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Jun 16, 2009 7:14 PMPublication: The East Hampton Press

Swine flu diagnosis for two Sag Harbor students

Jun 16, 2009 7:14 PM

Two students at Pierson High School in Sag Harbor are apparently among a rapidly growing number of people on the South Fork who are believed to be suffering from the H1N1 Infuenza-A virus, also known as swine flu.

According to the Suffolk County Department of Health, cases of the seasonal flu strain are still circulating, but the H1N1 strain has become the more prevalent in recent weeks. Although most cases are not severe, the flu is blamed for two recent deaths in the county.

“If you are sick, chances are, that’s what you have,” said Grace Kelly-McGovern, public information officer for the Suffolk County Department of Health Services. “It’s ubiquitous.”

Southampton physician Dr. Mark Kot said that his office, Southampton Urgent Medical Care, has treated more than a dozen people he diagnosed as having the H1N1 flu over the weekend. He said the number of cases has been climbing steadily in recent weeks, but that most cases have been mild and responsive to treatment.

“We’ve seen a big surge in cases in the last 10 days or so,” Dr. Kot said. “It’s been out here since Memorial Day weekend. A lot of them are school-age kids ... and families. If one person in a house gets it, everyone gets it. Close contact—that’s how it spreads.”

Dr. Kot said that he has not sent any samples from his patients to the state for official confirmation of the H1N1 strain, but he noted that as the seasonal flu waned in the early spring, the H1N1 became the dominant strain of flu.

Flu vaccines administered in the fall offer no protection against the H1N1 strain, and there is no widely available vaccine yet for the new virus.

Dr. Fredric Weinbaum, chief medical officer at Southampton Hospital, said his staff has also seen a substantial uptick in the number of flu cases at the hospital—numbering in the dozens in the last few weeks—as well as in the number of cases family physicians and primary care doctors have reported to them.

“Most cases are not more severe, however, than the usual endemic Influenza-A,” he said. “If someone has developed symptoms, they should stay out of their workplace and try to limit their contact with others. Stay at home.”

Ms. Kelly-McGovern said that, officially, there has still been only a single confirmed case of H1N1 on the East End, a Hampton Bays man, but she noted that testing for the virus is being done only in rare cases, when a person has a severe underlying medical condition that may have weakened his or her immune system.

There have been 81 confirmed cases in Suffolk County this spring. Two people, both Brookhaven Town residents, have died after contracting the H1N1 flu virus—and both suffered from serious prior medical conditions, Ms. Kelly-McGovern said.

To positively confirm a person suffers from the H1N1 strain, a blood sample must be sent to a state laboratory upstate. The state has requested that samples be sent only in cases of extreme illness or when underlying medical concerns exist. Testing the samples to confirm the H1N1 strain takes about a week, Ms. Kelly-McGovern said.

In that time, most of those who likely have the virus are recovering with basic treatment, Dr. Kot said. He said once a patient tests positive for influenza—a basic swab test can confirm flu, but not which strain it is—he has been prescribing Tamiflu and has found most patients are recovering within a few days.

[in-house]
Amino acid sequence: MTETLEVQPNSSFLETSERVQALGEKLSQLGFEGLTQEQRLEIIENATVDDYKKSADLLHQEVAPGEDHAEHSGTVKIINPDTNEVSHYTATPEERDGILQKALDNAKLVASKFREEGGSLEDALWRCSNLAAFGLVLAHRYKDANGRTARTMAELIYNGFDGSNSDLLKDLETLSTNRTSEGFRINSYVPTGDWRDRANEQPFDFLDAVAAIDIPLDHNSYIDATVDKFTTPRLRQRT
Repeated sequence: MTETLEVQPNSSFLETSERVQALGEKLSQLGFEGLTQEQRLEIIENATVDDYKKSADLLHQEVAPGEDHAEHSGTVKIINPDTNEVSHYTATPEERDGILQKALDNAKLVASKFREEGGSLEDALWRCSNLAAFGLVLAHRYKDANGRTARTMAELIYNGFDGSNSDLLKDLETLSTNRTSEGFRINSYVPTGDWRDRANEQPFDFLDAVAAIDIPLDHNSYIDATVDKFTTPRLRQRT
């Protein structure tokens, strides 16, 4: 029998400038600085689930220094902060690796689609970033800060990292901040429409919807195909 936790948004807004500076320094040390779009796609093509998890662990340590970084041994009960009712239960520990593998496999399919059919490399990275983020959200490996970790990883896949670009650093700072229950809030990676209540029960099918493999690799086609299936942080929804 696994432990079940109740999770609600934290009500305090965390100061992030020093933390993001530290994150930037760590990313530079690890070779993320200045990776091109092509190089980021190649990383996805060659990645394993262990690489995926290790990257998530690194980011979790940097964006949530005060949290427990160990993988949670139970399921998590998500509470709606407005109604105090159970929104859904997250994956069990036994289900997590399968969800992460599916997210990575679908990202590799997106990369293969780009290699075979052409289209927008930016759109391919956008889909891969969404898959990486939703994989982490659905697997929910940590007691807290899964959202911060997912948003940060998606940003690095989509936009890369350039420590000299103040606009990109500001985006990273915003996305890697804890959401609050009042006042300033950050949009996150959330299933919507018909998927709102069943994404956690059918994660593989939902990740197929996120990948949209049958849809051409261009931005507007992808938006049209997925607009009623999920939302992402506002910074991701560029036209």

“If you have an underlying medical condition, it’s better to see a doctor sooner rather than later,” Ms. Kelly-McGovern said. “But for the vast majority of healthy people, the symptoms have been mild.”

Since the majority of patients are not being tested specifically for the H1N1 strain, Dr. Weinbaum said he suspects that the actual prevalence of the so-called swine flu on Long Island and statewide is very likely “vastly understated.”

The two Sag Harbor students who came down with the virus were out of school for part of last week but were cleared by their doctors and returned to school on Monday. Sag Harbor Superintendent Dr. John Gratto said on Friday that the district was notified of the diagnosis on Thursday, June 11. A letter notifying parents of the two students’ diagnosis and containing flu prevention advice from the Department of Health was sent to all district parents that day, Dr. Gratto said.

The students, a 10th-grader and a 12th-grader, both girls, had been home from school for at least a day before they were diagnosed with the H1N1 flu by a family physician, who notified the school district. The two students, whom Dr. Gratto would not identify, are not related.

“It’s no cause for alarm,” Dr. Gratto said on Friday morning. “The students are not in school—they are being treated. We’ve sent out very appropriate recommendations from the [Suffolk County] Department of Health. And our staff and school nurses are being very vigilant.”

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I really think that people should stop saying mot to worry and be more honest and forth coming with information. At Pierson HS last weekend Dancehampton held their recital so the school was occupied by children from the age of 3 on up and from all different school districts, I would like to know if the HS informed the people using the facilities of this. I personally have children with unique health issues that would not hold up well to a battle with a deadly flu strain and think I have the right ...more
By east end mom (4), East Hampton on Jun 12, 09 12:29 PM